The key difference between mankind's advanced wonder materials and the ones available straight from Mother Nature is how and when – or if – they breakdown. Even when you're going for an ‘unfinished' look that showcases nature's treasures in all their glory, the inevitable ravages of time, use and environmental exposure mean these natural materials need to have their lifespans lengthened with a durable topcoat or finish to make them feasible for use and protect their good looks.

Paving brick 1

Paving brick 2

Paving brick 3

Paving brick 4

Paving brick 5

When you pick a paver to complement your project, chances are you won't want the look to change much once you apply a protective clear coating. The top halves of these five different pavers have been finished in two coats of Resene Walk-on Concrete Clear and prove that protection need not sacrifice style.

Whether it be a paint, wood stain or clear finish, when we use a coating on a building material, we're unapologetically trying to stop the forces of nature; to slow down or, ultimately, halt its biodegradation. We want to keep that beauty in stasis so that it can be enjoyed for the life of the structure. Resene Technical Director Colin Gooch has spent more than five decades focused on developing products that attempt to do just that.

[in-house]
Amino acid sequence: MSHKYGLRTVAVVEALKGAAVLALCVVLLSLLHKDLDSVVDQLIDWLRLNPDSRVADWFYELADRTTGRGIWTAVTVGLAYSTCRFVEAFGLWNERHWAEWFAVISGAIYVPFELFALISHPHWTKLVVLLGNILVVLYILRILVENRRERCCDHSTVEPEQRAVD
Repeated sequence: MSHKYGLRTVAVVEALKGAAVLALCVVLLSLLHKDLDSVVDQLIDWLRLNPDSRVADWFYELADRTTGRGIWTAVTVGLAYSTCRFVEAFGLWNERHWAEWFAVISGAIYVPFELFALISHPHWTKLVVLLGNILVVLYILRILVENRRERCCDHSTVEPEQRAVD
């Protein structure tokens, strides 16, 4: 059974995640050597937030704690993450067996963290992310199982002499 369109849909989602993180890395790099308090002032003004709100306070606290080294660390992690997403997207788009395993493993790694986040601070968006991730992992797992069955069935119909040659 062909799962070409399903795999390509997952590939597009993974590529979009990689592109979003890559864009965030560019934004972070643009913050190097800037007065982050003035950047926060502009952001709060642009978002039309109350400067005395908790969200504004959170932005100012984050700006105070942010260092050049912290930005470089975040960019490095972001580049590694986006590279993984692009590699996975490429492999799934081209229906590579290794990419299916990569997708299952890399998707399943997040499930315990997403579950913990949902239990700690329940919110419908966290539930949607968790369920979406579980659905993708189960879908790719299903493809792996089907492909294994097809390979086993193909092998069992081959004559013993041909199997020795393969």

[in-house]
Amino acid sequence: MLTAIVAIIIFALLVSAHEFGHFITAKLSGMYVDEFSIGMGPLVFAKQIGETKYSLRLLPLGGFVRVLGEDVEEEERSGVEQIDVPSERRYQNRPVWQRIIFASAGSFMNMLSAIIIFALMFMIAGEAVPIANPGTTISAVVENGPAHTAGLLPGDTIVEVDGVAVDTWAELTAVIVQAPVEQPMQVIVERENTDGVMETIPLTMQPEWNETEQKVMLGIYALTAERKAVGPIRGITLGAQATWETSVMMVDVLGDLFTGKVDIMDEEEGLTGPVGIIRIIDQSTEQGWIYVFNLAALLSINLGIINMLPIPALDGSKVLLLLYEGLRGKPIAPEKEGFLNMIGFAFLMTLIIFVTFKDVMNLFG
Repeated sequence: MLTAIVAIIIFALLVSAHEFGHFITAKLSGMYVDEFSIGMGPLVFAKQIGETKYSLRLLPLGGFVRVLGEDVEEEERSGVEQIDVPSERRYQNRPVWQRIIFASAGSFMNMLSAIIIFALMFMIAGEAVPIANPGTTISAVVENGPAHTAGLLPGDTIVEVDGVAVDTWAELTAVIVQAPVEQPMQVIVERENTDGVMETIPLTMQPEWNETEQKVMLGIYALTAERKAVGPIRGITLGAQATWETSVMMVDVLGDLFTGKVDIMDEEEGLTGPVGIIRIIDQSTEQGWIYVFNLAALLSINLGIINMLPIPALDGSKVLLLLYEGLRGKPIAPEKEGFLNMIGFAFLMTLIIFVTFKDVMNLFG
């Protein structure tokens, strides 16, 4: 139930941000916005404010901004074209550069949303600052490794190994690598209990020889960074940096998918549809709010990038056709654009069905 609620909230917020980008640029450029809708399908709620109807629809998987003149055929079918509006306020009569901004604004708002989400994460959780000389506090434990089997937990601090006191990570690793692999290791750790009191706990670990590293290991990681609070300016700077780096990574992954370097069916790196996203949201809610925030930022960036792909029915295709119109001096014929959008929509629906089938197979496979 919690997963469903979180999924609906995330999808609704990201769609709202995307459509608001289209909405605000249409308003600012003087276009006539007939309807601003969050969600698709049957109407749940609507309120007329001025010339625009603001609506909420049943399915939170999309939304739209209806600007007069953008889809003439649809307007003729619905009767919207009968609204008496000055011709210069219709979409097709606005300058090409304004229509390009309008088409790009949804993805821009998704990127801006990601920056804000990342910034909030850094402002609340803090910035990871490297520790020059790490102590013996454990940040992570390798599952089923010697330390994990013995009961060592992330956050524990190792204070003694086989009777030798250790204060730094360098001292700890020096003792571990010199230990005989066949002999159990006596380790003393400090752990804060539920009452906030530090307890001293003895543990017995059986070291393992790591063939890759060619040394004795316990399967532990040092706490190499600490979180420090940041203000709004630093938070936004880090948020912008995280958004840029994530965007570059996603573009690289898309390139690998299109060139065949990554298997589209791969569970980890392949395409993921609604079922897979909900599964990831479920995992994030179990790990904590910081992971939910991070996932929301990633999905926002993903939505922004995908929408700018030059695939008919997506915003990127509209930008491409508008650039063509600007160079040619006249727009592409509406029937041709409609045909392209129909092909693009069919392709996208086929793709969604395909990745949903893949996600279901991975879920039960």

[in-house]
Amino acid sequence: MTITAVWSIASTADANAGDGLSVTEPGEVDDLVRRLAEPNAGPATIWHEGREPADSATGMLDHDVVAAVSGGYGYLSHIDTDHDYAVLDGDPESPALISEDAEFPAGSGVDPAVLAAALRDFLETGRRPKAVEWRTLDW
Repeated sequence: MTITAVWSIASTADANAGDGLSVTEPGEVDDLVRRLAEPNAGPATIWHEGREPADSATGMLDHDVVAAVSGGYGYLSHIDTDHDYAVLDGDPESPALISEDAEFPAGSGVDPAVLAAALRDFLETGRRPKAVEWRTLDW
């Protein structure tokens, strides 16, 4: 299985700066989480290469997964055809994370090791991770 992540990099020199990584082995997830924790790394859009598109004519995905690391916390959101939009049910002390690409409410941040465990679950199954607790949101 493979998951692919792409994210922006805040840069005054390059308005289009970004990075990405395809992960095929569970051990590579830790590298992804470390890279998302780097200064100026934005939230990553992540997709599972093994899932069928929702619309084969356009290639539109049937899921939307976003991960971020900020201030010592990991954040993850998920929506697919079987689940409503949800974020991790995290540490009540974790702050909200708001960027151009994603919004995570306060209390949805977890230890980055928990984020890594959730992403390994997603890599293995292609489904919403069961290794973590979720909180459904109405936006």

“The best thing we could hope to do is to make a coating so good that it completely protects the substrate,” says Colin. It's still a work in progress, as with every material comes different properties, uses and demands – and, therefore, the need for different coatings to keep it looking and functioning at its best. The fruits of his team's labour have yielded higher performance and a greater number of decorative and protective Resene coatings to choose from than ever before.